Recently, Pat Wadland, Director of Product at Fastpath, had a conversation with Boris Agranovich of Global Risk Community. They discussed several issues related to the management of Segregation of Duties risks across multiple business applications. Below is an excerpt from that interview:
What do you think is the biggest misconception businesses have about Segregation of Duties?
When companies hear the term “segregation of duties” (SoD) and are asked how to assess them within their ERP applications, many seem to think all that it entails is manually reviewing the names of all the roles assigned to end users and, based purely on those names, determining if users have access to the company’s key business activities (such as maintaining the vendor master or posting journal entries). The logic here is that the reviewers are confident that they “just know what the roles can do” because they have been with the company for so long or do not think they need to obtain any further information about the roles themselves.
However, since the configuration of roles changes over time, this is clearly not the correct approach, nor does it address the underlying root cause of SoD conflicts. While the term “role” may differ depending on the ERP (e.g., D365FO/SAP = Role, Oracle EBS = Responsibility, Workday = Security Group, Oracle Cloud = Job Role, etc.), the essential ask is the same thing: what tasks can this person do with his or her assigned roles?
SoD conflicts are not driven by the names of the roles themselves but by the underlying security objects within the roles. Therefore, companies must obtain information regarding the underlying security objects within each role, down to the most granular level, to properly assess SoD and other ERP application access risks.
Similar to “role”, the term “security object” differs depending on the ERP (e.g., D365FO = Menu Item Display or Action, SAP = TCode, Oracle EBS = Function, Oracle Cloud = Privilege, etc.). However, regardless of the ERP, it is necessary to look at not only the user-role assignments but also the configuration of security objects within each role to properly analyze and determine all of the true SoD conflicts within an ERP.
Fastpath provides tools that analyze access in your business software, by user or role, down to the lowest security level and reports conflicts or risks associated with the access. Fastpath’s Segregation of Duties module also can evaluate conflicts across applications to provide full SoD management in today’s multi-application cross-application environments.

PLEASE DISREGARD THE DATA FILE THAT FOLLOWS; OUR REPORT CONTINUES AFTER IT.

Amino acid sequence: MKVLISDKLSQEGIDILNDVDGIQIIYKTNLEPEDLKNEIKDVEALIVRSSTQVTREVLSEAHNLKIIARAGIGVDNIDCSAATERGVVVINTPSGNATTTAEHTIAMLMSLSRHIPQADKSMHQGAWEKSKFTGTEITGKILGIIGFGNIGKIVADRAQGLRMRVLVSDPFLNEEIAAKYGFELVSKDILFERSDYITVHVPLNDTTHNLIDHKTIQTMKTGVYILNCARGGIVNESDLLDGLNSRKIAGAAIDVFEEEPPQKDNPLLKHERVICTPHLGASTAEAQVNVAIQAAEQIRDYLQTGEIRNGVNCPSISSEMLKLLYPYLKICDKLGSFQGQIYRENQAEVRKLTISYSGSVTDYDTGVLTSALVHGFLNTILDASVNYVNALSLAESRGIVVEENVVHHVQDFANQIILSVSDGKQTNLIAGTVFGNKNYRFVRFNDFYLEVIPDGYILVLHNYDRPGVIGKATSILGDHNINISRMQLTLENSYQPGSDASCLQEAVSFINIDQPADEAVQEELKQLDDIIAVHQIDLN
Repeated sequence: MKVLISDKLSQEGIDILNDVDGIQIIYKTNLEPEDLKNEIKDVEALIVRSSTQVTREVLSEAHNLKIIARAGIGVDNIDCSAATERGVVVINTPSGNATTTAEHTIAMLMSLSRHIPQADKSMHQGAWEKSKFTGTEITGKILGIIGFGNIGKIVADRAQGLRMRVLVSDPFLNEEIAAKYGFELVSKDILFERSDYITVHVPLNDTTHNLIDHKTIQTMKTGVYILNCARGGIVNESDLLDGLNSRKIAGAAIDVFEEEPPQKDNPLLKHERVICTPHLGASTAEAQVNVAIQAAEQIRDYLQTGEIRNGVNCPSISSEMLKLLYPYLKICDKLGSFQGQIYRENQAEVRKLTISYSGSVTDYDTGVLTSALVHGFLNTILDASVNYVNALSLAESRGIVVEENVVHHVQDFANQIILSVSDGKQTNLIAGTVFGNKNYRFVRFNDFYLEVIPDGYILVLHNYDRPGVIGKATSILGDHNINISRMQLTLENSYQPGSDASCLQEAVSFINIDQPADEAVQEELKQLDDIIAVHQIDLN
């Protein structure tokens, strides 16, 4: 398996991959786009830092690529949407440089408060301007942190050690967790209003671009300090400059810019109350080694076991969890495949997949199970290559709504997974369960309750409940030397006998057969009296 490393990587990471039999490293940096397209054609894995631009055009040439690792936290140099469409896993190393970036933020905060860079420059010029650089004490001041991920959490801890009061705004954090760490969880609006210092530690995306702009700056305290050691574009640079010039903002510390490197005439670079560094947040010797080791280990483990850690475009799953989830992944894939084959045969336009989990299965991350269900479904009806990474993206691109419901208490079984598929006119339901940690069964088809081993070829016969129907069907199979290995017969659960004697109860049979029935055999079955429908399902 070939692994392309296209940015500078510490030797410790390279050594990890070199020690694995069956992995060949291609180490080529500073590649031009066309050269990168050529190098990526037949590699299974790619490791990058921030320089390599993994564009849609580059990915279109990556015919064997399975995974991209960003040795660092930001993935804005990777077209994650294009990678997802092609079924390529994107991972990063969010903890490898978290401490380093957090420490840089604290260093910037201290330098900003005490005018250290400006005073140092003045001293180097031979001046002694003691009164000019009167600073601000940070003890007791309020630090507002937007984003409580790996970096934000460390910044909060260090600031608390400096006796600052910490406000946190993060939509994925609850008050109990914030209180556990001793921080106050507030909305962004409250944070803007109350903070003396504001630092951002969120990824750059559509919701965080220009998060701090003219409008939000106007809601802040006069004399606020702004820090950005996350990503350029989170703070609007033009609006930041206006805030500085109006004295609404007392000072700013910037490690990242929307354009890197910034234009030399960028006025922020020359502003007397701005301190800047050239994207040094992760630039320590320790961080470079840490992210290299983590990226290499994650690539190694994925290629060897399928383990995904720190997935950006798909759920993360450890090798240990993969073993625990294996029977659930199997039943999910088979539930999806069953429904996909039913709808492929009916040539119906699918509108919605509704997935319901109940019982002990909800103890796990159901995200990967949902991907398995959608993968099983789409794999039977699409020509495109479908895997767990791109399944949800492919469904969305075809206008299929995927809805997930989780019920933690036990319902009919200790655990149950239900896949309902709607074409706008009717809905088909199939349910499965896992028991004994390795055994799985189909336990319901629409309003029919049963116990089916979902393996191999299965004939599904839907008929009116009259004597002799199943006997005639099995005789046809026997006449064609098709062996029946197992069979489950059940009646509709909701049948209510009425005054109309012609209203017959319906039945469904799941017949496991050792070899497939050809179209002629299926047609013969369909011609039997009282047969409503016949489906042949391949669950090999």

What actions can risk managers start doing now?
If they have not done so already, risk managers should work with their teams, managers, and subject matter experts to identify the key, high-risk, high-level business activities within their organization relevant to SoD. For example, most companies consider vendor master data to be a high-risk P2P area. So, along with setting up the critical configurations in your accounts payable or procurement system, whether SAP, D365FO, Coupa, Oracle, etc., that could be one area of focus. Then, go a bit deeper via business process walkthroughs or scoping assessments to identify the more granular key areas of access risk. Start with the highest risk areas first and work your way down.
Bottom line, if you have not already performed a full risk assessment, I would start with that for building your SoD controls, forming the foundation for a sound security environment.
What changes do you think risk managers should make in their processes?
Many companies rely too much on a System Integrator or IT to handle the security of their business applications when, in fact, that is not their primary job function. For example, when a company implements a new ERP, HCM, CRM, or other critical business system, they often look to the system integrator to determine the system security design. But, in reality, it should be the organization itself driving this responsibility and leveraging the system integrator only for guidance during the implementation, not for Go Live and beyond.
Risk professionals also tend to rely on IT to figure out the SoD conflicts found in their reports when, in fact, that guidance should come from the business managers or process owners since they know the type of access each employee should have in the system. Effective SoD monitoring and remediation should be a harmony of the business, IT, and internal audit. These are complex security elements that should not be done strictly by IT. Even though IT might implement the changes or desired remediation, security design should primarily come from business process owners.